Washington, September 11, 1863.
Captain C. A. REYNOLDS,
Assistant Quartermaster, U. S. Army, Rock Island, Ill.:
CAPTAIN: Your letter of the 22nd ultimo, inclosing a modified plan of the barracks for prisoners of war at Rock Island, was referred to Colonel Hoffman, Commissary-General of Prisoners, and has been returned with an indorsement, of which the following is a copy, viz:
OFFICE COMMISSARY-GENERAL OF PRISONERS,
Washington, September 3, 1863.
It was expected that the original plan might have to be modified to suit the ground, but in doing so it is not advisable, if it can be avoided, to divide the guard into two parts. It would be well to build a block-house of three-inch plank at the end of the street opposite the guard-house, outside the fence, for additional security. I would recommend coal stokes, as cola, I am told, is abundant. There should be at least six wells; nine would be better in case of fire. The pumps should be of iron, and there should be two or three force pumps, which, with hose, cost about $100 apiece.
Respectfully returned to the Quartermaster-General.
Colonel Third Infantry and Commissary-General of Prisoners.
The modified plan is approved with the suggestions of Colonel Hoffman as to guard-house; yet if in your opinion two guard-houses would render the place more secure you will have them built. The stoves should be for coal if it can be obtained at the cost of wood. Inasmuch as water can be obtained at about the depth of twenty-five feet, let six wells be dug inside the fence.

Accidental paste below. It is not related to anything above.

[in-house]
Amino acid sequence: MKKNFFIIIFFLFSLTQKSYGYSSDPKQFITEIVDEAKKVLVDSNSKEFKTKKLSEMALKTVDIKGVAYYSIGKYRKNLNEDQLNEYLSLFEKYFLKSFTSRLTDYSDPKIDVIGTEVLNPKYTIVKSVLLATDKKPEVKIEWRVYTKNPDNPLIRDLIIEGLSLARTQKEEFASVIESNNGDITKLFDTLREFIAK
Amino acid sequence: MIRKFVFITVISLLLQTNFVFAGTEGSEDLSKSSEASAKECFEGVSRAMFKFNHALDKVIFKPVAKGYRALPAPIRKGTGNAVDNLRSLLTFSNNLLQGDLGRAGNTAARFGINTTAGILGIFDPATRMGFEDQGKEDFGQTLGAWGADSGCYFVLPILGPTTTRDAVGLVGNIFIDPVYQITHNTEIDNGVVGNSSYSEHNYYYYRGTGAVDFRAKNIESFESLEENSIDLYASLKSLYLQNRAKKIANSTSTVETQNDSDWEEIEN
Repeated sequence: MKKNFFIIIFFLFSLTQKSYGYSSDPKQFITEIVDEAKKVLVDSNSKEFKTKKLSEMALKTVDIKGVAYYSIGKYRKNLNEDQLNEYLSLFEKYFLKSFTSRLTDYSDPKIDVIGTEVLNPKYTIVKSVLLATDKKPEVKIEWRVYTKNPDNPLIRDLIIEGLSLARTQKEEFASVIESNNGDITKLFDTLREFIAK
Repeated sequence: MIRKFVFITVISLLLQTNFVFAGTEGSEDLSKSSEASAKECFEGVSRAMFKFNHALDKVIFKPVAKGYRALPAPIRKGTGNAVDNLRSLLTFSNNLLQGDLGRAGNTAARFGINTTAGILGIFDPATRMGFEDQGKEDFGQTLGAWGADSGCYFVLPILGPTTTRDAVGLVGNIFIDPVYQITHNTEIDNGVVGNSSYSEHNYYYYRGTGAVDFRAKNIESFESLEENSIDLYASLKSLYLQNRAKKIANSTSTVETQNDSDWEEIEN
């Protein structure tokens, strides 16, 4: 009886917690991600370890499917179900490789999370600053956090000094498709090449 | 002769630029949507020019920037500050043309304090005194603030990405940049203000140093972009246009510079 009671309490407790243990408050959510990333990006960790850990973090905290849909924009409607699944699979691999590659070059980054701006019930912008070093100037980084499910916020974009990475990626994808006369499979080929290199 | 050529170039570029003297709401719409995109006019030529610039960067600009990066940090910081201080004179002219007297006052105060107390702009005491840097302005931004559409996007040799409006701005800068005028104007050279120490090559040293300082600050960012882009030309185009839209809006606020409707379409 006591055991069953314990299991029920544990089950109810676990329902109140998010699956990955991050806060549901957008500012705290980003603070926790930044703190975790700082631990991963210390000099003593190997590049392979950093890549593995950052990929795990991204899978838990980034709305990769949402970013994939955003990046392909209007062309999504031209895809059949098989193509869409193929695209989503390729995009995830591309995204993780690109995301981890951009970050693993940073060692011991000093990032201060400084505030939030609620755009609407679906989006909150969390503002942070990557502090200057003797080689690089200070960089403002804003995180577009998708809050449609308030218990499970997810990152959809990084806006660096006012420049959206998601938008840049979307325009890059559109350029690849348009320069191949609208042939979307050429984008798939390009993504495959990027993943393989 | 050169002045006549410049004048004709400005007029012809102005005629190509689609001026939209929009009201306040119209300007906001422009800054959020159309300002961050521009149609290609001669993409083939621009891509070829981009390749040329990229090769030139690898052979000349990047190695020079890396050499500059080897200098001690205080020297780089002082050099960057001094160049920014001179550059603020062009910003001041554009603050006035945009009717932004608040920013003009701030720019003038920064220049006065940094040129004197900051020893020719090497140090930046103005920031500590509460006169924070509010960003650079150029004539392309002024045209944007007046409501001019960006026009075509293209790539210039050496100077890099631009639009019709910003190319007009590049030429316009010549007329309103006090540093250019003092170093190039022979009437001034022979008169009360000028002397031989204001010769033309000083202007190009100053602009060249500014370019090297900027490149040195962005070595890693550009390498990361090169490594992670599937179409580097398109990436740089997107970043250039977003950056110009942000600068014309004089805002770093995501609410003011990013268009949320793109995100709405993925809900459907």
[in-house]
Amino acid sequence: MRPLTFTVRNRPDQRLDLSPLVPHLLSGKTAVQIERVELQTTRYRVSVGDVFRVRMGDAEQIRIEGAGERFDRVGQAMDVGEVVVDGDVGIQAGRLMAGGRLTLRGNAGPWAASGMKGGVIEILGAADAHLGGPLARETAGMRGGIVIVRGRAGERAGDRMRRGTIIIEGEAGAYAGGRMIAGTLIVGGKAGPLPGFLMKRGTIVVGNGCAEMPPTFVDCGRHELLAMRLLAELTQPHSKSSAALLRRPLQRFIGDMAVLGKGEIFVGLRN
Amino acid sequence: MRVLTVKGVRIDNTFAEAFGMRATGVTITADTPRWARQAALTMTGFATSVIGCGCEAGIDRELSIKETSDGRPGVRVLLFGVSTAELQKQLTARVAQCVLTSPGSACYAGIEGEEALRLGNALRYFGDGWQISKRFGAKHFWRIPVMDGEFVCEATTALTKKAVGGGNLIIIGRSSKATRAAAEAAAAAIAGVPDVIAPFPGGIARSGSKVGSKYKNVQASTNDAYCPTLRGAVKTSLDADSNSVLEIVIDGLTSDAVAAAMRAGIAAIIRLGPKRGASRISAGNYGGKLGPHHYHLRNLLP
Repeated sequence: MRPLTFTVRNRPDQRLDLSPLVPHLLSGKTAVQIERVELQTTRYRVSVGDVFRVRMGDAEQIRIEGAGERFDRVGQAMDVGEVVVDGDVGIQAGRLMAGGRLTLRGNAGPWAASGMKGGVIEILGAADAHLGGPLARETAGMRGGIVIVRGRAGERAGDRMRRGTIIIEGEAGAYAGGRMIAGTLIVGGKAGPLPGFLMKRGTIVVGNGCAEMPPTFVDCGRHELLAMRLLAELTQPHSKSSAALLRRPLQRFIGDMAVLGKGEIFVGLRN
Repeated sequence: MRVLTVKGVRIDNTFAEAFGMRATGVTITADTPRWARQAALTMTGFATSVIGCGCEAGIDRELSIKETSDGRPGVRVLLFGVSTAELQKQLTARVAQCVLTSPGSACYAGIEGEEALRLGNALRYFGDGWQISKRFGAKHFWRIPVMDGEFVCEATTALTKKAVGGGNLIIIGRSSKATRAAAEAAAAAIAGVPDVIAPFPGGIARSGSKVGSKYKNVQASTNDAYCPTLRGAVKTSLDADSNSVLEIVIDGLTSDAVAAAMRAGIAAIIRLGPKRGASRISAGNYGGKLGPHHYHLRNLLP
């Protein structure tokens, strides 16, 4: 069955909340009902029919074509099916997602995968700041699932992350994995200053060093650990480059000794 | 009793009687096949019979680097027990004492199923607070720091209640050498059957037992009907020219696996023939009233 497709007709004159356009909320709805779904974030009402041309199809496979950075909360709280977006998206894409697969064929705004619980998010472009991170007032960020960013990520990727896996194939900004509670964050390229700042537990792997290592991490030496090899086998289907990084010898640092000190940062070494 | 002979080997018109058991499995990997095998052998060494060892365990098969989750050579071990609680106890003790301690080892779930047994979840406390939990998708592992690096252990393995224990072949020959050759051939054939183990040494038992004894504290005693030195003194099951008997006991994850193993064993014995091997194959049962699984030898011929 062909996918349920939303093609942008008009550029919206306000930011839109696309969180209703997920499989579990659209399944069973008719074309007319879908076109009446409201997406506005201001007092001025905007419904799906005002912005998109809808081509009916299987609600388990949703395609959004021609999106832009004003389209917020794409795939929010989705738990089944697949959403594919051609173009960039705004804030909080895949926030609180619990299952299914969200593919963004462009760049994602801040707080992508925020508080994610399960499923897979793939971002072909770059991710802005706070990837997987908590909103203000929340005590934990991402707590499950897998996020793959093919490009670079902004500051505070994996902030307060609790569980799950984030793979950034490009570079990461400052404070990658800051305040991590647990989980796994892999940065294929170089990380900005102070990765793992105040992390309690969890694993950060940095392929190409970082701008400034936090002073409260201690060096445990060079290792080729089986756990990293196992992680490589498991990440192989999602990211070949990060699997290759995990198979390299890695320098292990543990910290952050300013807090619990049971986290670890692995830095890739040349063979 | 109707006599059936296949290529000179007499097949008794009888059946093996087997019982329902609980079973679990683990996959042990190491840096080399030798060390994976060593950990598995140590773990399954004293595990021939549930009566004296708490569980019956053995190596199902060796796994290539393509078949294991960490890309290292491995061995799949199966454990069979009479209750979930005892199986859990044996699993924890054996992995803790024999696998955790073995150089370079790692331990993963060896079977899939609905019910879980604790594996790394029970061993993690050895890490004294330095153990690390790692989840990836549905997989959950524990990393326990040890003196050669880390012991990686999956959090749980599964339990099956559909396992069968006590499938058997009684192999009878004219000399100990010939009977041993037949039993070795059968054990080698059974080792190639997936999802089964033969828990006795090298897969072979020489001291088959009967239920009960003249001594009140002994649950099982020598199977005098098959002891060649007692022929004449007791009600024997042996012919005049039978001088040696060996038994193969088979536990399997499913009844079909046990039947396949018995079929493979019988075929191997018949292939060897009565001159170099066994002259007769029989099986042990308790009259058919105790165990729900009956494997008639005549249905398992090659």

WASHINGTON, D. C., September 11, 1863.
Inspection report of prisoners of war at Fort Donelson, September 3, 1863.
Colonel WILLIAM HOFFMAN,
Commissary-General of Prisoners, Washington, D. C.:
There are 8,000 prisoners of war at this point, and they have been much crowded together, sick and well, in the same barracks, which it has been impossible to keep clean. The opening of a new hospital at this post which contains 600 beds will improve the condition of affairs very much, and the separation of the sick will improve their sanitary condition immensely. The patients were being moved the day I was there very much to their relief. Greater facilities for cooking are needed, and rigid policing in the neighborhood of the kitchens, mess-rooms, and throughout the barracks cannot be too strictly enforced. General Schoepf informs me that he was able to procure everything that was needed and wanted for nothing. He appears to be very zealous and attentive in the discharge of his duties and gives all his time to a personal supervision of the wants of those under his charge and labors to improve their condition. I do not consider Fort Delaware a desirable location, in a sanitary point of view, for a large depot of prisoners. The ground is wet and marshy and the locality favorable for the development of malarious diseases. There have been many deaths at this place from typhoid fever, the result of their being crowded together in large numbers in a confined space.
C. H. CRANE,
Surgeon, U. S. Army, late Medical Inspector Prisoners of War.